In his free-wheeling essay, “The Meek Shall Inherit the Memoir,” writer Harrison Scott Key describes his reluctance to write life stories, afraid he might be considered a narcissist or a bore— “I mean, who did I think I was? Who would want to read about me? . . . How do I map the expressionist strangeness of my inner life in a way that invites others to sit in the cockpit of my soul and soar through the atmosphere of me, which is the only me I’ve ever been and the only unique thing I possess anyway?”  

Such lyrical self-doubt is fun to read, creates a bit of tension, and makes the narrator seem like a real person. The author  seems to be full of ironic self-doubt. 

One great benefit to writing life story is that—unlike real life—your imperfections and peculiarities improve you.Your quirkiness makes your character interesting, knowable and believable. What you do, what you say, what you wish you had said. Yet, too often first drafts contain a narrating protagonist cast as hero or victim—a flat character without conflict, irony or the potential of change.  

Why is it so difficult to create a complex character that is actually YOU?  Maybe you rarely see yourself clearly. Or you aren’t confident that particular habits, thoughts, experiences or guilty pleasures will interest anyone. Or maybe it seems unnatural to chronicle and describe ordinary human foibles.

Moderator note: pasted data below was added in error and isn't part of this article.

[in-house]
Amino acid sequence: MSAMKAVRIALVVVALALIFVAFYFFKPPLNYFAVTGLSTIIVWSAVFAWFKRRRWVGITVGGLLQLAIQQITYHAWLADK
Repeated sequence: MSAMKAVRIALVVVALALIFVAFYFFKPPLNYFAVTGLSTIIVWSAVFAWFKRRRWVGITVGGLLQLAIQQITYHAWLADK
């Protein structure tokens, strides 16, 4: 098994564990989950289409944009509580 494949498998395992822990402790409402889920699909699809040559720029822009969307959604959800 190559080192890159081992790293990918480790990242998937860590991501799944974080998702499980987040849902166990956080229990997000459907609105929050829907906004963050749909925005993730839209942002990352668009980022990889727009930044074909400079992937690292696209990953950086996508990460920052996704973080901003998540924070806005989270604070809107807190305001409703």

You need to have or acquire some distance from yourself . . .  to see yourself from the ceiling . . . to assess accurately when you are charming, and when you seem pushy, mousy or ridiculous,” says essayist Phillip Lopate in his craft essay, On the Necessity of Turning Oneself into a Character.” Lopate believes it essential to “maximize that pitiful set of quirks, those small differences that seem to set us apart from others.” 

How to begin?  I recommend a day of focused self-discovery. Keep a pocket-sized notebook and pen at your side. Keep track of your own thoughts, actions and words as you live an ‘ordinary’ life. Choose a day when the places you visit differ widely. Take notes. What do you do with your hands when you are nervous?  Where are you when you feel most annoyed? What foods do you refuse to eat?  How far will you go to avoid something you dislike?  On what do you binge?  What body part do you try to disguise?  Do you have contradictory ideas and values?  Nagging self-doubt or overconfidence?  Are you superstitious?

Stop to record details of your observation. Take some time to think about what you learned, then sit down for a timed writing session, with pocket notebook at your side— Create a character sketch of YOU, using the third-person pronoun if that makes the task easier. Later, try to weave at least one element of quirkiness into a draft of a story in progress.  Or, begin a new story today!

 Shape & Flow six-week workshops begin on three dates: Monday, March 26 (evening) Wednesday, April 25 and Tuesday, May 1 (morning). To inquire or enroll, e-mail Kimberly Crumor call 502-417-3424.